The authors say that doctors should look out for possible neurological symptoms in people with suspected COVID-19.
“Doctors need to be aware of possible neurological effects, as early diagnosis can improve patient outcomes. People recovering from the virus should seek professional health advice if they experience neurological symptoms,” says co-lead author Ross Paterson, Ph.D.
In eight of the patients, the fluid that surrounds the brain and spinal cord was tested for the virus, and no evidence of it was found. This suggests that neurological symptoms of COVID-19 are not a result of a direct attack on the nervous system.
Understanding exactly how an infection with the new coronavirus causes these symptoms will require more research. However, it seems likely that the neurological consequences of COVID-19 result from an immune response gone awry, rather than the virus itself.
One of the lingering effects that I have personally continued to experience along with the severe headaches and lethargy is the loss of taste and smell.
While the media and health officials report that COVID-19 is primarily a respiratory disease that attacks the lungs, but it has also manifested seemingly unrelated symptoms, such as a loss of taste and smell or memory loss, that can persist for months beyond the initial diagnosis. These oddities suggest a neurological source.
It has been reported that at least two patients also developed strange behaviors shortly after being discharged from the hospital.
“One woman, as described in the paper, repeatedly donned and took off her coat, and began hallucinating lions and monkeys inside her home. Another woman became drowsy and ultimately needed emergency surgery to relieve the pressure on her brain.”
Thankfully I have not come across any lions, tigers or bears, Oh MY! But have experienced confusion and episodes of overwhelming panic whereby I’ unable to process the source or trigger. This can be daunting and imbarssing especially in a professional role like mine as a social worker who is typicaly the one moderating panic and confusion in others.
The authors of the study are now pushing for larger, possibly global efforts to track neurological symptoms. Zandi tells The Guardian that health professionals should begin incorporating cognitive function into their patient assessments, while his coauthor Ross Paterson, a neurodegenerative specialist at University College London, says early diagnosis is key. “Given that the disease has only been around for a matter of months, we might not yet know what long-term damage COVID-19 can cause,” Paterson tells Reuters. “Doctors need to be aware of possible neurological effects, as early diagnosis can improve patient outcomes.”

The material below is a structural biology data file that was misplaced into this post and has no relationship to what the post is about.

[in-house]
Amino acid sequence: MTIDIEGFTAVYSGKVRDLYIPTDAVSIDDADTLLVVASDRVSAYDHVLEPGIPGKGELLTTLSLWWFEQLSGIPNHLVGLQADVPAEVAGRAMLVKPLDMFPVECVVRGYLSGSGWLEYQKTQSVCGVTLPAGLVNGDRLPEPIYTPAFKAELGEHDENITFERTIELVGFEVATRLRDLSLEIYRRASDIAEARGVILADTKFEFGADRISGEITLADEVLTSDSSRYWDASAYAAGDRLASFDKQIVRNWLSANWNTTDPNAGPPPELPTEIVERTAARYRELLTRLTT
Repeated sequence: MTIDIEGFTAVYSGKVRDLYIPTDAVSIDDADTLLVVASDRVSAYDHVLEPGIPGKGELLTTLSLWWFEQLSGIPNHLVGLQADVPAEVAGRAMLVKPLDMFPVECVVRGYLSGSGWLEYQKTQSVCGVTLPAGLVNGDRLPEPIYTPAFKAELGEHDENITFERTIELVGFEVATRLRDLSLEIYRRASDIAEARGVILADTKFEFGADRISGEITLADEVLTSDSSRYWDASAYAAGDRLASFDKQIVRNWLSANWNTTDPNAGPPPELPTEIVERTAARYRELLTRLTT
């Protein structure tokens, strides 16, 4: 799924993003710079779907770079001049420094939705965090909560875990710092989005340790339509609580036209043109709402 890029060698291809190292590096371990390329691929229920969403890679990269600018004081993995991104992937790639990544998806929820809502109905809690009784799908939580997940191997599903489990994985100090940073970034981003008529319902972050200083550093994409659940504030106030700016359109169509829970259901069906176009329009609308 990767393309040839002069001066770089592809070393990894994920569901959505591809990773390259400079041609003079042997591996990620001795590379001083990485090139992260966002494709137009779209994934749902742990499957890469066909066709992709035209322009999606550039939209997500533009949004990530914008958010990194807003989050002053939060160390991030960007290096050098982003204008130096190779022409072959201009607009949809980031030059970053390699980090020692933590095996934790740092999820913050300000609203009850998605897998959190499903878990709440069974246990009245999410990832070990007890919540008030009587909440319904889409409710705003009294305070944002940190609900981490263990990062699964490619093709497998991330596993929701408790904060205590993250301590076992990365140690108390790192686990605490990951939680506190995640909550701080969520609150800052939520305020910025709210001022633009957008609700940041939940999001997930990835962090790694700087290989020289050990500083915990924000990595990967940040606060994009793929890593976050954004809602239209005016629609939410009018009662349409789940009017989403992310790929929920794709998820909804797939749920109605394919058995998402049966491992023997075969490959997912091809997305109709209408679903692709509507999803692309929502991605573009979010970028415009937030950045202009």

Ultimately the general consesus out there is that the full long-term effects of these symptoms may not be realized for years, says Zandi. Many patients are currently too sick to place inside brain scanners, The Guardian reports, meaning the full extent of neurological symptoms remains unknown. In addition, some changes may be more subtle and happen over time.
In a seperate Reuters article, Adrian Owen, a neuroscientist at Western University who was not involved in the study, expressed concern over their potential to severely affect the quality of life for recovering patients.
“My worry is that we have millions of people with COVID-19 now. And if in a year’s time we have 10 million recovered people, and those people have cognitive deficits . . . then that’s going to affect their ability to work and their ability to go about activities of daily living,” Owen says.
My hope would be that going forward that both the Canadian Federal and Provincial government will begin applying the research and studies into our present health care approach to Covid -19 as a part of their medical practice and assessment. I believe as the numbers continue to climb more people will be looking for answers. In the meantime, us “long haulers” may just have to pave the way with the wisdom we carry as Covid-19 survivors. From one Long Hauler to another, Keep your Head Up!